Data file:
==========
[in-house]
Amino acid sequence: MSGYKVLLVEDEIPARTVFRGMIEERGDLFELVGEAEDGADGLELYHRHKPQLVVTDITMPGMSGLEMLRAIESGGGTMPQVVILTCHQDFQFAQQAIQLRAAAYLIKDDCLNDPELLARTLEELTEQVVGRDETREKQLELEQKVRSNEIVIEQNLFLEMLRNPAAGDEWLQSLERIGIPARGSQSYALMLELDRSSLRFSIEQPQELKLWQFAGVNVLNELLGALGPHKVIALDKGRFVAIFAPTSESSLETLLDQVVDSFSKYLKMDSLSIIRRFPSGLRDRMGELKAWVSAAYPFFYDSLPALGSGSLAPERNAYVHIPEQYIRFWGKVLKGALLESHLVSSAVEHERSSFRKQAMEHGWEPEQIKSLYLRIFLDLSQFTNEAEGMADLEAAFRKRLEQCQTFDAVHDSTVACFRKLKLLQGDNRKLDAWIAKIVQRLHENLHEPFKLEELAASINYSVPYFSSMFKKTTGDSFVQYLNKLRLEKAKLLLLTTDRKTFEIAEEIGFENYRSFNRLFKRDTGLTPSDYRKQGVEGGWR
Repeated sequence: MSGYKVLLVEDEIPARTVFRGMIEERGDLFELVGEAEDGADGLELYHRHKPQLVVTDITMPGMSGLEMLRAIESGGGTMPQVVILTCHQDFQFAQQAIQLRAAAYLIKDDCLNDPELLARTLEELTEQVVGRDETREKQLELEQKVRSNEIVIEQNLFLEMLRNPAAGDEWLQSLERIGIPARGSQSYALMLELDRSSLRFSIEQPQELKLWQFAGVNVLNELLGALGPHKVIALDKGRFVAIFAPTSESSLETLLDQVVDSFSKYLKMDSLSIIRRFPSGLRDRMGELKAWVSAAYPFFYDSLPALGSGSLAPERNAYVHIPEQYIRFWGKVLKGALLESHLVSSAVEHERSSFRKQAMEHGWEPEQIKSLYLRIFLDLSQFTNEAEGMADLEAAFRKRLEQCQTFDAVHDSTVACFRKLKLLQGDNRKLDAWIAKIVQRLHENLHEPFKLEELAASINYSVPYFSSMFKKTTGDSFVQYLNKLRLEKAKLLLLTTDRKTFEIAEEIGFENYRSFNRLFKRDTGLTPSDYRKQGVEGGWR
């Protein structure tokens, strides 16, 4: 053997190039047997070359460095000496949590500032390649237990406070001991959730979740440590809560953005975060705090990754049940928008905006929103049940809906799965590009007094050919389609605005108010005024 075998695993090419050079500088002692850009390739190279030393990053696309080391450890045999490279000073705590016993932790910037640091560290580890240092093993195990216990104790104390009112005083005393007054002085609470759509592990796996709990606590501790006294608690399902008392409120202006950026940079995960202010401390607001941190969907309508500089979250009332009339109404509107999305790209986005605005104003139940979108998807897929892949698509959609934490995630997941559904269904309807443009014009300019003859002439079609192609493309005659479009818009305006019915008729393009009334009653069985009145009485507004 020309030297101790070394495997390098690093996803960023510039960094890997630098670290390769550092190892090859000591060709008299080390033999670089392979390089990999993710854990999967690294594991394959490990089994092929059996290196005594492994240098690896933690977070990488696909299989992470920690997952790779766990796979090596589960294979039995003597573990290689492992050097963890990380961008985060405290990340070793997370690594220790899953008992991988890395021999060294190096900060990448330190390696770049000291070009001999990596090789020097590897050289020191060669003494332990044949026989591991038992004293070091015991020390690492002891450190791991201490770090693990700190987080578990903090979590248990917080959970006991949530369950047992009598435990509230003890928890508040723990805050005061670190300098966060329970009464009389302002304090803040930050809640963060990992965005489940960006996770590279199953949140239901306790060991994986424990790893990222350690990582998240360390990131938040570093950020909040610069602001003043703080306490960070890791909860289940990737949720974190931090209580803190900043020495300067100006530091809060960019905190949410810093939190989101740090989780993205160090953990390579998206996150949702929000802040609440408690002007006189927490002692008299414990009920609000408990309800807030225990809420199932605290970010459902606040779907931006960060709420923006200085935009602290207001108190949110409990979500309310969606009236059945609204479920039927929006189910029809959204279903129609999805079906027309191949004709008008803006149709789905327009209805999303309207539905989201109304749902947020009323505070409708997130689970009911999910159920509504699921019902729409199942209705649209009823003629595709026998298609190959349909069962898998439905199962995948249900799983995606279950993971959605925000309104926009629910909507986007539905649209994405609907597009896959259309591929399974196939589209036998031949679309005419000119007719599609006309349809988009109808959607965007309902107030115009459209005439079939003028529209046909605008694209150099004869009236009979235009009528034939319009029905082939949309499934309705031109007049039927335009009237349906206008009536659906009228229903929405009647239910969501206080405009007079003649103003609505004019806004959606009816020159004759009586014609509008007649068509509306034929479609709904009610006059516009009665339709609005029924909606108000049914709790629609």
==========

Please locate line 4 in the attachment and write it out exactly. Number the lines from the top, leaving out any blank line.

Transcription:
């Protein structure tokens, strides 16, 4: 053997190039047997070359460095000496949590500032390649237990406070001991959730979740440590809560953005975060705090990754049940928008905006929103049940809906799965590009007094050919389609605005108010005024 075998695993090419050079500088002692850009390739190279030393990053696309080391450890045999490279000073705590016993932790910037640091560290580890240092093993195990216990104790104390009112005083005393007054002085609470759509592990796996709990606590501790006294608690399902008392409120202006950026940079995960202010401390607001941190969907309508500089979250009332009339109404509107999305790209986005605005104003139940979108998807897929892949698509959609934490995630997941559904269904309807443009014009300019003859002439079609192609493309005659479009818009305006019915008729393009009334009653069985009145009485507004 020309030297101790070394495997390098690093996803960023510039960094890997630098670290390769550092190892090859000591060709008299080390033999670089392979390089990999993710854990999967690294594991394959490990089994092929059996290196005594492994240098690896933690977070990488696909299989992470920690997952790779766990796979090596589960294979039995003597573990290689492992050097963890990380961008985060405290990340070793997370690594220790899953008992991988890395021999060294190096900060990448330190390696770049000291070009001999990596090789020097590897050289020191060669003494332990044949026989591991038992004293070091015991020390690492002891450190791991201490770090693990700190987080578990903090979590248990917080959970006991949530369950047992009598435990509230003890928890508040723990805050005061670190300098966060329970009464009389302002304090803040930050809640963060990992965005489940960006996770590279199953949140239901306790060991994986424990790893990222350690990582998240360390990131938040570093950020909040610069602001003043703080306490960070890791909860289940990737949720974190931090209580803190900043020495300067100006530091809060960019905190949410810093939190989101740090989780993205160090953990390579998206996150949702929000802040609440408690002007006189927490002692008299414990009920609000408990309800807030225990809420199932605290970010459902606040779907931006960060709420923006200085935009602290207001108190949110409990979500309310969606009236059945609204479920039927929006189910029809959204279903129609999805079906027309191949004709008008803006149709789905327009209805999303309207539905989201109304749902947020009323505070409708997130689970009911999910159920509504699921019902729409199942209705649209009823003629595709026998298609190959349909069962898998439905199962995948249900799983995606279950993971959605925000309104926009629910909507986007539905649209994405609907597009896959259309591929399974196939589209036998031949679309005419000119007719599609006309349809988009109808959607965007309902107030115009459209005439079939003028529209046909605008694209150099004869009236009979235009009528034939319009029905082939949309499934309705031109007049039927335009009237349906206008009536659906009228229903929405009647239910969501206080405009007079003649103003609505004019806004959606009816020159004759009586014609509008007649068509509306034929479609709904009610006059516009009665339709609005029924909606108000049914709790629609």